Everything we put into our body has the potential to effect us.  Whether it’s food, water, soda, medication, breathing in the city smog or even fumes from household cleaning products– all have the capability of altering our overall health and well-being.  Of course some of these things, like healthy foods, clean air, and vitamins are good for you, but most of the other things we unknowingly consume on a daily basis, are not so good.

But what we don’t know can’t hurt us, right?  Wrong.  Does it make enough of a difference in our bodies to really matter?  Yes, definitely.

Here is some proof.

In an article titled, “The Role of Nutrition in Mental Health,” Tieraona Low Dog, MD, discusses various diets and micronutrients that have been associated with decreased levels of mental health issues such as anxiety and depression.2  One study found that a diet rich in whole foods (fruits, vegetables, fish) gave middle-aged, British individuals protection against the onset of depressive symptoms.   On the other hand, another group of individuals who consumed a diet consisting mainly of processed meats, sweet desserts, fried foods, and high-fat dairy products had increased vulnerability for depressive symptoms.3

Need more?

Another double-blind, placebo-controlled study found that adding an omega-3 fatty acid supplement (such as fish oil) to the diets of 30 individuals with bipolar disorder actually alleviated many of their symptoms.3  Also, eating foods high in protein has been known to increase alertness.4  Switching to a gluten-free diet helped one patient with celiac disease and schizophrenia by offering a complete resolution of both diseases (as shown on a brain scan).5

Still a skeptic?  Even walking through the self-help section of your local bookstore will show more than a handful of inspiring success stories similar to the ones presented.  The truth is, individuals all over the world have experienced dramatic, positive changes in their health just by altering what they eat.  Many have also seen major changes in their health by adjusting the ways that they think.  The human body and spirit are incredibly resilient, but if you treat it well, it will flourish. I’m not saying that you can’t enjoy that scoop of double fudge brownie ice cream after you break up with your significant other.  Or that you can’t test out the pork belly sliders at that trendy new restaurant everyone is raving about.  But if you treat your body right, it will treat you the same in return.  And the next time you feel like something is a little off, pay attention and listen to what your body is trying to tell you. It may be saying more than you think!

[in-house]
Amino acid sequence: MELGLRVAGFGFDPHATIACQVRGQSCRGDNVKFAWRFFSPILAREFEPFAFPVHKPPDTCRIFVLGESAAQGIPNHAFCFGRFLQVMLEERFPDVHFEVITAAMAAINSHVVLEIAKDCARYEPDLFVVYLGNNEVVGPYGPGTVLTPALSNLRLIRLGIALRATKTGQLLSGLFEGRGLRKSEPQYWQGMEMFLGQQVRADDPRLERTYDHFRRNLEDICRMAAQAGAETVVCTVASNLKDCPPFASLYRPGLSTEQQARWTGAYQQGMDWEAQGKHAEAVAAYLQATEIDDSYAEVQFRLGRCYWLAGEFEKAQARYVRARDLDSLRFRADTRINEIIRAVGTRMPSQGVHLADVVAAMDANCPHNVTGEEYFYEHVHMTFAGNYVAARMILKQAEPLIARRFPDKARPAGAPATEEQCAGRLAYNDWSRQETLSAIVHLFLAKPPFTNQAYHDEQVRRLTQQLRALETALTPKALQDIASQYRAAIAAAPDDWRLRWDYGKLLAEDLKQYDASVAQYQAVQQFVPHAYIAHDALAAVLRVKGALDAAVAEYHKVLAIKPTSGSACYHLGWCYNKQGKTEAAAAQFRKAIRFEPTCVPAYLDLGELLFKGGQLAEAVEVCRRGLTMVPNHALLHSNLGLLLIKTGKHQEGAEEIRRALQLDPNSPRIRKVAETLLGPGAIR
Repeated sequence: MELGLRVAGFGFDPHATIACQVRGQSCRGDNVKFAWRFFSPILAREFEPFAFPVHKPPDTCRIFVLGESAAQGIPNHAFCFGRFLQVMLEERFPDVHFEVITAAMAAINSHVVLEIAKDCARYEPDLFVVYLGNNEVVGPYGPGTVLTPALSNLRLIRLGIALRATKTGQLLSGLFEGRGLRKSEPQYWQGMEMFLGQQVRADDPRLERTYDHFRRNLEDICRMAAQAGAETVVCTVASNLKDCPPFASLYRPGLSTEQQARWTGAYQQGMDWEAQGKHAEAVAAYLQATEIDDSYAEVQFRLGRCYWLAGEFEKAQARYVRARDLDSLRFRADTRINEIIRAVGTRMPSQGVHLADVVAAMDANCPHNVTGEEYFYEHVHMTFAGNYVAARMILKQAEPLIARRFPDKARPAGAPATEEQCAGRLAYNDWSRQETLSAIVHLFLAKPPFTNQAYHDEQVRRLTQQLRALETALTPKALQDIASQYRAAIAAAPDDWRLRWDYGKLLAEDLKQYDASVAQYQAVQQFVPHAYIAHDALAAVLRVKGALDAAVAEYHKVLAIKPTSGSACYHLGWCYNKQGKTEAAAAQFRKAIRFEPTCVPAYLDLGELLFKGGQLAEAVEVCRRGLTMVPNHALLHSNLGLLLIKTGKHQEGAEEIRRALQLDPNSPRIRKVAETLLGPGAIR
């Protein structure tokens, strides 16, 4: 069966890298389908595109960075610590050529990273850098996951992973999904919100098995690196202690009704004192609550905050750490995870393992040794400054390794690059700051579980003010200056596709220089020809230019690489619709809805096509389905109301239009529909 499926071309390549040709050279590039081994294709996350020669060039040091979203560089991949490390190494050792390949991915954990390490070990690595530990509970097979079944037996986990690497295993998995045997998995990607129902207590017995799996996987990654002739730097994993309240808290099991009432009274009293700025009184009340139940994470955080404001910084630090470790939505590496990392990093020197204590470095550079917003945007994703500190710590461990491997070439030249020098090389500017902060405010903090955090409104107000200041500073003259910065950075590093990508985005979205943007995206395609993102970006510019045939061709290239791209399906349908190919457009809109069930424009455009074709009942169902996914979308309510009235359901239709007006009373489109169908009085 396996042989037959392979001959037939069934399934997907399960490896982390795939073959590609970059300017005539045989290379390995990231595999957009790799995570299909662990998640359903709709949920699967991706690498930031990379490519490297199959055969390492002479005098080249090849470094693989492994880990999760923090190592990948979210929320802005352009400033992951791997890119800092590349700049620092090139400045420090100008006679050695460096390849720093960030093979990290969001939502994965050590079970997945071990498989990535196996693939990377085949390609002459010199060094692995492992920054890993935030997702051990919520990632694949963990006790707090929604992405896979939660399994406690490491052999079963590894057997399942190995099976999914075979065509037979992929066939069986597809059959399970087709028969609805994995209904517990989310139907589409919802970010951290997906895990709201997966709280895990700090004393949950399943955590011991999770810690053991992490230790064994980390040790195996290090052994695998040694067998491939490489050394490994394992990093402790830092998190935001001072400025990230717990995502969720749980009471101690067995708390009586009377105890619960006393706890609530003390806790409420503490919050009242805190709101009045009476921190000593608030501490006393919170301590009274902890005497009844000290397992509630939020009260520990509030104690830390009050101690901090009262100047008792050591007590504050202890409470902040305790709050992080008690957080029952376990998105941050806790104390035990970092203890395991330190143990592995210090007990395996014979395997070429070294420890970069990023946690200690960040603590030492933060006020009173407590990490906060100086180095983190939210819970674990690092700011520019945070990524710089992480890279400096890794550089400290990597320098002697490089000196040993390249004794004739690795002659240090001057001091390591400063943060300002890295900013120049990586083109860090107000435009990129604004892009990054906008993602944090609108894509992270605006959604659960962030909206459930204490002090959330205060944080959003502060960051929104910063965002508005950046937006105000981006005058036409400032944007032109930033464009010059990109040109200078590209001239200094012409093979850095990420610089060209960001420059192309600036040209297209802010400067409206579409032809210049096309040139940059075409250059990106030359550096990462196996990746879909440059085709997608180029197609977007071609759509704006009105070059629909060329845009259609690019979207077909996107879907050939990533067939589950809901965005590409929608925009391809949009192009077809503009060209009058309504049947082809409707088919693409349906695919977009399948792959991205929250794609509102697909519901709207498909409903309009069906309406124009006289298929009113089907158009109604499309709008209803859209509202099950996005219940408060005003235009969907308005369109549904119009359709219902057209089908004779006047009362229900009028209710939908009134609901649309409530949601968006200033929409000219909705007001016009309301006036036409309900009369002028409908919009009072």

1 Dog, L.T. (2010). The role of nutrition in mental health. Alternative Therapies in Health and Medicine. doi: 16(2):42-46.
2 Akbaraly T.N., Brunner E.J., Ferrie J.E., Marmot M.G., Kivimaki M., Singh-Manoux A. (2009). Dietary pattern and depressive symptoms in middle age. British Journal of Psychiatry. doi: 195(5):408-413
3 Stoll, A.L., Severus, W.E., Freeman, M.P., Rueter, S., Zboyan, H.A., Diamond, E., Cress, K.K., Marangell, L.B. (1999). Omega 3 fatty acids in bipolar disorder: a preliminary double-blind, placebo-controlled trial. Archive of General Psychiatry. doi: 56:407-412
4 Rogers, P.J. (2001). A healthy body, a healthy mind: long-term impact of diet on mood and cognitive function. Proceedings of the Nutrition Society. doi: 60:135-143.
5 DeSantis, A., Addolorato, G., Romito, A., Caputo, S., Giordano, A., Gambassi, G., Taranto, C., Manna, R., Gasbarrini, G. (1997). Schizophrenic symptoms and SPECT abnormalities in a coeliac patient: regression after a gluten-free diet. Journal of Internal Medicine. doi: 242: 421-423.